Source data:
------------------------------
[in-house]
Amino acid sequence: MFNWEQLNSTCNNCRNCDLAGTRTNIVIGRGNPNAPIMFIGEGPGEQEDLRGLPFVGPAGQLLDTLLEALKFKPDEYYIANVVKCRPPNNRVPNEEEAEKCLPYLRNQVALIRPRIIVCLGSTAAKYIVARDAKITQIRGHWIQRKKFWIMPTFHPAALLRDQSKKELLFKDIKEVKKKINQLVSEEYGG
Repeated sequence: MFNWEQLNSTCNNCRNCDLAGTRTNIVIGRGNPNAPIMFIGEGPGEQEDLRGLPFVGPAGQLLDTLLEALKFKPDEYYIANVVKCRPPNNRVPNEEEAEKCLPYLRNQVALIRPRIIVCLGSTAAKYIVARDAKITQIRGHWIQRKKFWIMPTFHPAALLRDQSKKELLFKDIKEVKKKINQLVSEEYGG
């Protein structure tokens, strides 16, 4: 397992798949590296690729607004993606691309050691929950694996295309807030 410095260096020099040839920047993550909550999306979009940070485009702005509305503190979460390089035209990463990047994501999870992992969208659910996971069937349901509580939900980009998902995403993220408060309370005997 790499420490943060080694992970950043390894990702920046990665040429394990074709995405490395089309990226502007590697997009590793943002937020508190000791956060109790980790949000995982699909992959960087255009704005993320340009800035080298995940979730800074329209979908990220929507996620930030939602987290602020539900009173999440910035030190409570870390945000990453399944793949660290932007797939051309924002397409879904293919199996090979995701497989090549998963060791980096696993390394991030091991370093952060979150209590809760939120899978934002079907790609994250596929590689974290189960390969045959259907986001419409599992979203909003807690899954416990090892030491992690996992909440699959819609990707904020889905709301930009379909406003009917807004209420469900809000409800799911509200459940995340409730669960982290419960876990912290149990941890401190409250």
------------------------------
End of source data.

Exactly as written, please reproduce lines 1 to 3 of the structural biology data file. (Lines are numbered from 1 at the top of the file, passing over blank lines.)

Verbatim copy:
[in-house]
Amino acid sequence: MFNWEQLNSTCNNCRNCDLAGTRTNIVIGRGNPNAPIMFIGEGPGEQEDLRGLPFVGPAGQLLDTLLEALKFKPDEYYIANVVKCRPPNNRVPNEEEAEKCLPYLRNQVALIRPRIIVCLGSTAAKYIVARDAKITQIRGHWIQRKKFWIMPTFHPAALLRDQSKKELLFKDIKEVKKKINQLVSEEYGG
Repeated sequence: MFNWEQLNSTCNNCRNCDLAGTRTNIVIGRGNPNAPIMFIGEGPGEQEDLRGLPFVGPAGQLLDTLLEALKFKPDEYYIANVVKCRPPNNRVPNEEEAEKCLPYLRNQVALIRPRIIVCLGSTAAKYIVARDAKITQIRGHWIQRKKFWIMPTFHPAALLRDQSKKELLFKDIKEVKKKINQLVSEEYGG